SOME HON. MEMBERS: Hear, hear!

MR. SPEAKER: The hon. the Leader of the Opposition.

MS JONES: Thank you, Mr. Speaker.

My questions are for the Minister of Health and Community Services.

Newfoundland and Labrador has the highest prevalence rate of diabetes in Canada, and we understand that the lead physician for adult diabetes care in this Province has tendered their resignation and is leaving this summer. No replacement has yet been identified.

I ask: What will be the impact of losing this physician, and the effect on the delivery of service to adult diabetes patients in the Province?

MR. SPEAKER: The hon. the Minister of Health and Community Services.

SOME HON. MEMBERS: Hear, hear!

MR. WISEMAN: Thank you, Mr. Speaker.

Any time we get a resignation of a very capable, competent health professional in this Province, obviously we are disappointed by that, and hopefully they would have made a different decision, but I understand she has made some decisions about her future career and where she would want to pursue that, and I wish her well.

With respect to her role, obviously she was making a major contribution, as were a number of other people, I say, Mr. Speaker. That particular physician was residing here in St. John's, but there are many other physicians in the Province who are very actively engaged in providing care and treatment to their respective patients – many of whom have diabetes – and they will continue to provide that care.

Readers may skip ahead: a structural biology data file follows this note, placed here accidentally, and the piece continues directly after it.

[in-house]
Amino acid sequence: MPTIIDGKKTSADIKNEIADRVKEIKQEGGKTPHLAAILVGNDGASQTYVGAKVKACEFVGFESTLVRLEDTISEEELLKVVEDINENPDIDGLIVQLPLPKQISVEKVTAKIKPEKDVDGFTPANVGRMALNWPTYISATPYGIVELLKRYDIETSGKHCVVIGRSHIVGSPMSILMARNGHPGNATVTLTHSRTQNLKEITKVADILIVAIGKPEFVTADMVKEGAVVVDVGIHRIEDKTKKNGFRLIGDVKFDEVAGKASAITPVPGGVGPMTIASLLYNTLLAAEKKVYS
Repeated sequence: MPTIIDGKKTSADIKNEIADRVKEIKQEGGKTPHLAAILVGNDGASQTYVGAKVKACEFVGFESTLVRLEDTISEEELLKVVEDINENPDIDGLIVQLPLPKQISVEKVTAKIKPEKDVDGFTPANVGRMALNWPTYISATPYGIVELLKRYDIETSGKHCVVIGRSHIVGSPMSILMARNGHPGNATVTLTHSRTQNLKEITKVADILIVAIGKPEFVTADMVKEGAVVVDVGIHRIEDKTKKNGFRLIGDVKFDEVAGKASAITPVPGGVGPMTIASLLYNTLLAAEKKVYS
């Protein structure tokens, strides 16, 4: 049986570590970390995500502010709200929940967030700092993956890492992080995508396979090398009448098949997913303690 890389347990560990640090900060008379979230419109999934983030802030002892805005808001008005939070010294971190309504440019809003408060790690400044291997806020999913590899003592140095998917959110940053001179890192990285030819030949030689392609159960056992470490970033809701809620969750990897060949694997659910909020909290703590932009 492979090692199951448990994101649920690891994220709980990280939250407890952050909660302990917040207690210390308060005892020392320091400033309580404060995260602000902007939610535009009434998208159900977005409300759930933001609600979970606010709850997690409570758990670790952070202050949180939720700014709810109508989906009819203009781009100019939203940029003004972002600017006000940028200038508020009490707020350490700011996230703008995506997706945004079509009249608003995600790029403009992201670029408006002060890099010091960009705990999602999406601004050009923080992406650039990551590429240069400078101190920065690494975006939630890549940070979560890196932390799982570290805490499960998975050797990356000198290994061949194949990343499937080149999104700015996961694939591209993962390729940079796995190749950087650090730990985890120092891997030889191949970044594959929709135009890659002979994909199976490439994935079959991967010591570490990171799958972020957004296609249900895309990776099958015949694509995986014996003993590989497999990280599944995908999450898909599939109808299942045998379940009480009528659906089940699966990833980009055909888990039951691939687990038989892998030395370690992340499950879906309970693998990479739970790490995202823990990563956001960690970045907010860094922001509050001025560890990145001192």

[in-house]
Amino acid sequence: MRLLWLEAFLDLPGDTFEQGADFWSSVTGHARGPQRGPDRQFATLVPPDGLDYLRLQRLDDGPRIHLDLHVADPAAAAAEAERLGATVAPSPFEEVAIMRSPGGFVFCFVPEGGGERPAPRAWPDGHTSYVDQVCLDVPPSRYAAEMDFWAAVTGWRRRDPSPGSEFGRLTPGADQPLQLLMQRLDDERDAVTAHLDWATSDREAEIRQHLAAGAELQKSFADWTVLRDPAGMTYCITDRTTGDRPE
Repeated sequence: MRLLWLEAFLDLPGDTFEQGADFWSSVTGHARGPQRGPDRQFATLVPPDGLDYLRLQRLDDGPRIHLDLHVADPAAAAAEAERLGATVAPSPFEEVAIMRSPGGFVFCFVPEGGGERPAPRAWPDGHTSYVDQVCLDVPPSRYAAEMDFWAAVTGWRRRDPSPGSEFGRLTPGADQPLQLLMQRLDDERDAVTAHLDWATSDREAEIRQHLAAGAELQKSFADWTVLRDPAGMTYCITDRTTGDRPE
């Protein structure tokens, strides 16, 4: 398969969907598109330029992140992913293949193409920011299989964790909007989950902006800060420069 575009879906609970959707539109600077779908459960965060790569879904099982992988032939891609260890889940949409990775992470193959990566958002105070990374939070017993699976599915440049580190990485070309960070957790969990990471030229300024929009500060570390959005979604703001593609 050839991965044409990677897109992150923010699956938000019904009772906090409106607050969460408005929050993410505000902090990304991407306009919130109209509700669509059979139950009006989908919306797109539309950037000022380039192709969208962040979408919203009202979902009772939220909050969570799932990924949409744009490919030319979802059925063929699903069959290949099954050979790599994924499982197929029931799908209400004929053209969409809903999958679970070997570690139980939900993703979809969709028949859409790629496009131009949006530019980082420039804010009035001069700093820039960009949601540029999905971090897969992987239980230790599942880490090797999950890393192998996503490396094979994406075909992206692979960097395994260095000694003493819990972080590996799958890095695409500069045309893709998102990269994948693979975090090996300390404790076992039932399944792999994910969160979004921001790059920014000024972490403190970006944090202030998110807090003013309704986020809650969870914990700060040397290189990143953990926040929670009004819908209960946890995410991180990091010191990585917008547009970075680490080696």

We have, over the last two years in particular, been working very diligently as a department, working with our four authorities, in developing a strategy around chronic disease management. Diabetes happens to be one of those chronic diseases.

The activities that this doctor was involved with will continue, with the people who are around that particular team.

MR. SPEAKER: I ask the hon. minister to conclude his answer.

MR. WISEMAN: Thank you, Mr. Speaker.

A significant piece of foundation work has been done, and the work will continue with the other people who were a part of that process with her.

SOME HON. MEMBERS: Hear, hear!

MR. SPEAKER: The hon. the Leader of the Opposition.

MS JONES: Thank you, Mr. Speaker.

In addition to this physician tendering her notice, we also are aware that one of the nurses who has the expertise in insulin pump therapy in the Province – and there are two that run two separate clinics in the city – that one of these particular nurses will also retire in June, and that patients have already been given notification that no new adults will be able to receive insulin pumps in this Province over the course of the summer months, and it will be reviewed again in September.

This is a tremendous gap in service for these patients, Minister, and I ask if there is any plan to deal with this, or if the service will just be eroded for several months?

MR. SPEAKER: The hon. the Minister of Health and Community Services.

SOME HON. MEMBERS: Hear, hear!

MR. WISEMAN: Thank you, Mr. Speaker.

The question is very specific around one of the functions of this particular nurse, with respect to insulin pumps, and I have not been made aware that adults will no longer be able to access insulin pumps because of it, but I obviously will endeavour to undertake and to find out if that is, in fact, the case; because, obviously, the fact that one person would leave should not result in our not being able to provide supports for individuals who are getting insulin pumps to be able to be orientated to the use of that and understand how it will change the management of their diabetes. That should not happen, I say, Mr. Speaker, so I will endeavour to get an answer for the member.